Opioid addiction — including dependence on controlled substances as well as illegal drugs — is booming in the United States, according to the Centers for Disease Control and Prevention. With politicians debating the best way to address the problem in an election year when all eyes are on them, some states are getting proactive with the simple step of providing naloxone (better known as Narcan) over the counter through partnerships with stores like Kroger and CVS. These moves will save lives, creating an environment in which overdoses can be treated quickly and effectively without special medical knowledge — anyone can administer a Narcan nasal spray.
The story of the heroin problem in the U.S. is a long and circuitous one. Many claim that it originated in the explosion of abusive use of prescription narcotics, an issue that constantly made the news in the 1990s and early 2000s. Members of the public were warned that such drugs were dispensed carelessly and in excessive numbers by pill mill medical offices, and the result was a storm of laws designed to crack down on opioid pain medications to make them more difficult to obtain. For every scaremongering primetime news report on the pill-laden perils descending upon us all, lawmakers took to the drawing board.
Two unintended consequences occurred as a result of the crackdown, which didn't address the fundamental problem: People had become addicted to opioids, and they would continue to seek that high however they could.
The first consequence is that pain patients actively suffered — and continue to — when states and the federal government put measures in place to limit controlled substance prescriptions. Patients living with chronic pain, a disproportionate number of whom are women, who are often ignored when they report severe pain, struggle on a daily basis with pain levels that are most adequately controlled with narcotic medications, and the most effective way to manage pain is to remain on a steady dose rather than trying to treat as needed.
These patients often run out of medication before they're legally allowed to refill it thanks to restrictions on their physicians' abilities to manage their cases, and they have to jump through hoops every time they renew their prescriptions. This can include having to make an in-person visit to the doctor's office, which is not enjoyable for patients dealing with debilitating pain, along with having to show up in person at the pharmacy with a prescription written out on security paper, and a matching identification.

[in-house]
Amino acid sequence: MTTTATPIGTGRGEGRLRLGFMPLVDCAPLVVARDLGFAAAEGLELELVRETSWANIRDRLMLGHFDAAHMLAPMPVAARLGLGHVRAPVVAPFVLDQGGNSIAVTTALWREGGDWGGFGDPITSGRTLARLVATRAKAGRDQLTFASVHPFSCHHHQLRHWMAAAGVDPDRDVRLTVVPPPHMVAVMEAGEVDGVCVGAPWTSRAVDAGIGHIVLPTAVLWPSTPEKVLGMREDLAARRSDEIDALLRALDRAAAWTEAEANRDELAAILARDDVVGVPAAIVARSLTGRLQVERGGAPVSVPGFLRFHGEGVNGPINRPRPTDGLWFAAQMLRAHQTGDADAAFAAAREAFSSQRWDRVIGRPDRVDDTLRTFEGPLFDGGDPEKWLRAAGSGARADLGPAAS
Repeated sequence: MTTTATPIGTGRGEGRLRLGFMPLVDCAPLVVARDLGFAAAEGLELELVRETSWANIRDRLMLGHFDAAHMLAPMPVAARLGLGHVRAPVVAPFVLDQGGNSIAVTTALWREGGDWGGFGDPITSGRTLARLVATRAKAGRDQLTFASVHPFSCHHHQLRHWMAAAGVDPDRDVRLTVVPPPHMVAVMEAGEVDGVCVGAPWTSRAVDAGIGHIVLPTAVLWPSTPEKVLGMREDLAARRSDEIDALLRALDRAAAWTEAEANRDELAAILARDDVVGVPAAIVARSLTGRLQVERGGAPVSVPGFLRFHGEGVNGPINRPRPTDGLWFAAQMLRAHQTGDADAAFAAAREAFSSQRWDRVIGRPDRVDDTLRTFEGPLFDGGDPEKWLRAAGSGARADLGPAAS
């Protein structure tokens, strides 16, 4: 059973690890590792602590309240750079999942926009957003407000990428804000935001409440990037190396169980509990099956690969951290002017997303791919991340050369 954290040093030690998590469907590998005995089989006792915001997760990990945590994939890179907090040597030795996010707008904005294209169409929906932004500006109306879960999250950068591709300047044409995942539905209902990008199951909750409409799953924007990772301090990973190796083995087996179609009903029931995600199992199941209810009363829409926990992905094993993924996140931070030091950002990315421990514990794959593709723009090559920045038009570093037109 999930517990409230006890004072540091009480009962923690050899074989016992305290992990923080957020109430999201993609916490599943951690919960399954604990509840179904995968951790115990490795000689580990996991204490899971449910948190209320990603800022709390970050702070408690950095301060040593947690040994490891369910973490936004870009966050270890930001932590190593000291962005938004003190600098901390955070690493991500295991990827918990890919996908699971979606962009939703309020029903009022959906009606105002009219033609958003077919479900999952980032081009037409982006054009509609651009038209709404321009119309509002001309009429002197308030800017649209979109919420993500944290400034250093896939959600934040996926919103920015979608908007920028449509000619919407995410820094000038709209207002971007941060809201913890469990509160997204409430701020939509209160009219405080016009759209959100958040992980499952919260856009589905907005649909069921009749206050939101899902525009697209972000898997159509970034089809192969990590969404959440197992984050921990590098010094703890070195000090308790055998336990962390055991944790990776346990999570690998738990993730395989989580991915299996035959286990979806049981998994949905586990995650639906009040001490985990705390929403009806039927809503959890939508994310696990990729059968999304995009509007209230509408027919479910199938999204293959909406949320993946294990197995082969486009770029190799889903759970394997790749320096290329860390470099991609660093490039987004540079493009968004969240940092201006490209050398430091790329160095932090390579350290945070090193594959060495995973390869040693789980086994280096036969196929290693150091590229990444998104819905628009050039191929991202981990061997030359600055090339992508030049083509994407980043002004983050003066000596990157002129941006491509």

For them, there's nothing addictive about the drugs they use, and this isn't a dependency. It's a basic need to function, which can be nearly impossible without adequate pain control. The shaming that surrounds the use of opioids in any setting doesn't just make it technically harder to get these drugs — it also makes it more difficult for pain patients to be open about their conditions, to seek treatment, to take their medications as directed, fearing that they will develop dependencies or addictive behaviors. And when patients do experience opioid addiction, they're put in a terrible position if they decide they want to access rehabilitation services.
The second consequence hit the very drug users these laws were supposed to be targeting. Instead of magically getting over their addictions and moving on to a brave new world of sobriety, patients turned to the next most readily-available option. It was cheap, it was plentiful, and it was accessible. Heroin began flooding the streets of America — and it was primarily used by white youth, some of whom were wealthy and in positions of privilege, putting paid to the notion that drug abuse is restricted to the lower classes. (Something that was already painfully apparent when wealthy people used cocaine with few consequences while poor people and people of color used crack and faced aggressive mandatory sentencing laws.)